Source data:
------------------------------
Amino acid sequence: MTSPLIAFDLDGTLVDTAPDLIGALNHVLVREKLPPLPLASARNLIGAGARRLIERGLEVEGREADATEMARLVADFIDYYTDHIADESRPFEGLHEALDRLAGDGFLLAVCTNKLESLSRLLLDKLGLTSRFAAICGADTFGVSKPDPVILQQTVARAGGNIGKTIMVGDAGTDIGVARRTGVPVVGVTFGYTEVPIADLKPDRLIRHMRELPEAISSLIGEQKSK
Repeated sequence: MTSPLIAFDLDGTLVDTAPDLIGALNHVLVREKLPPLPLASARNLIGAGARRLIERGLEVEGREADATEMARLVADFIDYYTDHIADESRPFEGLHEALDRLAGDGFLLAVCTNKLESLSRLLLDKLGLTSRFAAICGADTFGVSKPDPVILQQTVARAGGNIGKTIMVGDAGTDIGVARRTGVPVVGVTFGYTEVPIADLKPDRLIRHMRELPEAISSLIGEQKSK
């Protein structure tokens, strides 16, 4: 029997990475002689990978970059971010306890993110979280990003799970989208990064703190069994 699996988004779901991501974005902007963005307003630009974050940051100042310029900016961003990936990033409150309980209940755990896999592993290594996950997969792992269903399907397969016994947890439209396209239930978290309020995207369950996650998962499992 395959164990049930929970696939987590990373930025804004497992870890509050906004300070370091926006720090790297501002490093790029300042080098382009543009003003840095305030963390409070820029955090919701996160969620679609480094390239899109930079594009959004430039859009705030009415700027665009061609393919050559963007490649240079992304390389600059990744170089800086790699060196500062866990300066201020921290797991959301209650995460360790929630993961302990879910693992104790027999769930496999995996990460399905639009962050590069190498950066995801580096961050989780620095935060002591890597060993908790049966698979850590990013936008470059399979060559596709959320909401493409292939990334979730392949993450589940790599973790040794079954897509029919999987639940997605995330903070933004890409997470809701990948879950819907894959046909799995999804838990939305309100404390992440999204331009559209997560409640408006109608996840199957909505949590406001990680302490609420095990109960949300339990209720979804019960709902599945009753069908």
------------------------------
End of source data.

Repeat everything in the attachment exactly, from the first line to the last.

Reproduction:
Amino acid sequence: MTSPLIAFDLDGTLVDTAPDLIGALNHVLVREKLPPLPLASARNLIGAGARRLIERGLEVEGREADATEMARLVADFIDYYTDHIADESRPFEGLHEALDRLAGDGFLLAVCTNKLESLSRLLLDKLGLTSRFAAICGADTFGVSKPDPVILQQTVARAGGNIGKTIMVGDAGTDIGVARRTGVPVVGVTFGYTEVPIADLKPDRLIRHMRELPEAISSLIGEQKSK
Repeated sequence: MTSPLIAFDLDGTLVDTAPDLIGALNHVLVREKLPPLPLASARNLIGAGARRLIERGLEVEGREADATEMARLVADFIDYYTDHIADESRPFEGLHEALDRLAGDGFLLAVCTNKLESLSRLLLDKLGLTSRFAAICGADTFGVSKPDPVILQQTVARAGGNIGKTIMVGDAGTDIGVARRTGVPVVGVTFGYTEVPIADLKPDRLIRHMRELPEAISSLIGEQKSK
């Protein structure tokens, strides 16, 4: 029997990475002689990978970059971010306890993110979280990003799970989208990064703190069994 699996988004779901991501974005902007963005307003630009974050940051100042310029900016961003990936990033409150309980209940755990896999592993290594996950997969792992269903399907397969016994947890439209396209239930978290309020995207369950996650998962499992 395959164990049930929970696939987590990373930025804004497992870890509050906004300070370091926006720090790297501002490093790029300042080098382009543009003003840095305030963390409070820029955090919701996160969620679609480094390239899109930079594009959004430039859009705030009415700027665009061609393919050559963007490649240079992304390389600059990744170089800086790699060196500062866990300066201020921290797991959301209650995460360790929630993961302990879910693992104790027999769930496999995996990460399905639009962050590069190498950066995801580096961050989780620095935060002591890597060993908790049966698979850590990013936008470059399979060559596709959320909401493409292939990334979730392949993450589940790599973790040794079954897509029919999987639940997605995330903070933004890409997470809701990948879950819907894959046909799995999804838990939305309100404390992440999204331009559209997560409640408006109608996840199957909505949590406001990680302490609420095990109960949300339990209720979804019960709902599945009753069908």